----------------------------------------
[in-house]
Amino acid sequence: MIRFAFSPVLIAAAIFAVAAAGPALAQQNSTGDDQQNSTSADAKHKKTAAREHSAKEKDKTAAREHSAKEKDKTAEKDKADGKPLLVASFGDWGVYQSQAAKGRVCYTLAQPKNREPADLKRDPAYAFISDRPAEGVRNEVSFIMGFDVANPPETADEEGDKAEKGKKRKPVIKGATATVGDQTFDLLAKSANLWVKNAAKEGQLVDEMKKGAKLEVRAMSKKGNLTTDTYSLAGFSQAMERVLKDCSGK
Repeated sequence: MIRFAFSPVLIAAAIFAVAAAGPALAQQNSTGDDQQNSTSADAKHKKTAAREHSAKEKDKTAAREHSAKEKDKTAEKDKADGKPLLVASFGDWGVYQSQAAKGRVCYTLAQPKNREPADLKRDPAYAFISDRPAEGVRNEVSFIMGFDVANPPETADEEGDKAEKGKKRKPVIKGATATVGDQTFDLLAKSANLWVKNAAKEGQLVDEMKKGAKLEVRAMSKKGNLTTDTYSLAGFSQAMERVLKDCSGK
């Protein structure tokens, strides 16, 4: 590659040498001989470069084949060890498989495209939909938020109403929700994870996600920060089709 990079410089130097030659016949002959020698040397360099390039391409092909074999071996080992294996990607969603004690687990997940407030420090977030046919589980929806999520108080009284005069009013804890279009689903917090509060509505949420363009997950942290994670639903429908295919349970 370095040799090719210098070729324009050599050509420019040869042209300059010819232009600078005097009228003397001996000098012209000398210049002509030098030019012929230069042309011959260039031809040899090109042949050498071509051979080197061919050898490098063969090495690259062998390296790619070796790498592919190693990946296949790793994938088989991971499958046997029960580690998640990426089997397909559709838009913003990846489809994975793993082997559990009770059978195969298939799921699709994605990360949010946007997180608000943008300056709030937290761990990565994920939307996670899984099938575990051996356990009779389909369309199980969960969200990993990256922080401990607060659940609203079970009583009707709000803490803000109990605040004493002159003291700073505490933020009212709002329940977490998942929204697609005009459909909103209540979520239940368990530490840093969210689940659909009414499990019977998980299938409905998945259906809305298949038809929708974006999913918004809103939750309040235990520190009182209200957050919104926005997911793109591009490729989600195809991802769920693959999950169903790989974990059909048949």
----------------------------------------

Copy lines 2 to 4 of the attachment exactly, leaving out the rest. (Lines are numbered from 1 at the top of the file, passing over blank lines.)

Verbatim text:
Amino acid sequence: MIRFAFSPVLIAAAIFAVAAAGPALAQQNSTGDDQQNSTSADAKHKKTAAREHSAKEKDKTAAREHSAKEKDKTAEKDKADGKPLLVASFGDWGVYQSQAAKGRVCYTLAQPKNREPADLKRDPAYAFISDRPAEGVRNEVSFIMGFDVANPPETADEEGDKAEKGKKRKPVIKGATATVGDQTFDLLAKSANLWVKNAAKEGQLVDEMKKGAKLEVRAMSKKGNLTTDTYSLAGFSQAMERVLKDCSGK
Repeated sequence: MIRFAFSPVLIAAAIFAVAAAGPALAQQNSTGDDQQNSTSADAKHKKTAAREHSAKEKDKTAAREHSAKEKDKTAEKDKADGKPLLVASFGDWGVYQSQAAKGRVCYTLAQPKNREPADLKRDPAYAFISDRPAEGVRNEVSFIMGFDVANPPETADEEGDKAEKGKKRKPVIKGATATVGDQTFDLLAKSANLWVKNAAKEGQLVDEMKKGAKLEVRAMSKKGNLTTDTYSLAGFSQAMERVLKDCSGK
């Protein structure tokens, strides 16, 4: 590659040498001989470069084949060890498989495209939909938020109403929700994870996600920060089709 990079410089130097030659016949002959020698040397360099390039391409092909074999071996080992294996990607969603004690687990997940407030420090977030046919589980929806999520108080009284005069009013804890279009689903917090509060509505949420363009997950942290994670639903429908295919349970 370095040799090719210098070729324009050599050509420019040869042209300059010819232009600078005097009228003397001996000098012209000398210049002509030098030019012929230069042309011959260039031809040899090109042949050498071509051979080197061919050898490098063969090495690259062998390296790619070796790498592919190693990946296949790793994938088989991971499958046997029960580690998640990426089997397909559709838009913003990846489809994975793993082997559990009770059978195969298939799921699709994605990360949010946007997180608000943008300056709030937290761990990565994920939307996670899984099938575990051996356990009779389909369309199980969960969200990993990256922080401990607060659940609203079970009583009707709000803490803000109990605040004493002159003291700073505490933020009212709002329940977490998942929204697609005009459909909103209540979520239940368990530490840093969210689940659909009414499990019977998980299938409905998945259906809305298949038809929708974006999913918004809103939750309040235990520190009182209200957050919104926005997911793109591009490729989600195809991802769920693959999950169903790989974990059909048949």